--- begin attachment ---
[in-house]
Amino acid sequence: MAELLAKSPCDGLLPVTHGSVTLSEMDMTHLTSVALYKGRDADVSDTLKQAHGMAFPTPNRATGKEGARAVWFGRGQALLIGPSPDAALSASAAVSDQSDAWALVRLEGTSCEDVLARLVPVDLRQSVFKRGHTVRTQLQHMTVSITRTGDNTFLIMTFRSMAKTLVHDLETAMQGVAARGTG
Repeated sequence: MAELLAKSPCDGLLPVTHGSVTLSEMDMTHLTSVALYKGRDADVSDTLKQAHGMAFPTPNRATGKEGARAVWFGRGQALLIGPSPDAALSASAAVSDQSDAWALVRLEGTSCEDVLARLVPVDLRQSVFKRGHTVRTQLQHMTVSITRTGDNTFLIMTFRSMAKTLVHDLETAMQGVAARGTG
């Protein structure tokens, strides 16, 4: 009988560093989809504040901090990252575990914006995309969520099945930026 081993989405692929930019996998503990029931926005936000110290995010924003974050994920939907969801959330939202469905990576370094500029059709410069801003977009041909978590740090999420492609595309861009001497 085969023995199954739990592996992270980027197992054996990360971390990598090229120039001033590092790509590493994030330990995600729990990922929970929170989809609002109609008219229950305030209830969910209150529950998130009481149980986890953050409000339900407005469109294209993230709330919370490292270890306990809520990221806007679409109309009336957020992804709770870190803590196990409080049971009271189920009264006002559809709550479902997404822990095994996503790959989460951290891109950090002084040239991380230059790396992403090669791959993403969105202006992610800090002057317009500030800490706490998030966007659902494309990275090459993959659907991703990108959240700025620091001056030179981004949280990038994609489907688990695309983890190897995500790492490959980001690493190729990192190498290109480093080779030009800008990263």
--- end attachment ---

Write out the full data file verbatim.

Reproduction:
[in-house]
Amino acid sequence: MAELLAKSPCDGLLPVTHGSVTLSEMDMTHLTSVALYKGRDADVSDTLKQAHGMAFPTPNRATGKEGARAVWFGRGQALLIGPSPDAALSASAAVSDQSDAWALVRLEGTSCEDVLARLVPVDLRQSVFKRGHTVRTQLQHMTVSITRTGDNTFLIMTFRSMAKTLVHDLETAMQGVAARGTG
Repeated sequence: MAELLAKSPCDGLLPVTHGSVTLSEMDMTHLTSVALYKGRDADVSDTLKQAHGMAFPTPNRATGKEGARAVWFGRGQALLIGPSPDAALSASAAVSDQSDAWALVRLEGTSCEDVLARLVPVDLRQSVFKRGHTVRTQLQHMTVSITRTGDNTFLIMTFRSMAKTLVHDLETAMQGVAARGTG
């Protein structure tokens, strides 16, 4: 009988560093989809504040901090990252575990914006995309969520099945930026 081993989405692929930019996998503990029931926005936000110290995010924003974050994920939907969801959330939202469905990576370094500029059709410069801003977009041909978590740090999420492609595309861009001497 085969023995199954739990592996992270980027197992054996990360971390990598090229120039001033590092790509590493994030330990995600729990990922929970929170989809609002109609008219229950305030209830969910209150529950998130009481149980986890953050409000339900407005469109294209993230709330919370490292270890306990809520990221806007679409109309009336957020992804709770870190803590196990409080049971009271189920009264006002559809709550479902997404822990095994996503790959989460951290891109950090002084040239991380230059790396992403090669791959993403969105202006992610800090002057317009500030800490706490998030966007659902494309990275090459993959659907991703990108959240700025620091001056030179981004949280990038994609489907688990695309983890190897995500790492490959980001690493190729990192190498290109480093080779030009800008990263």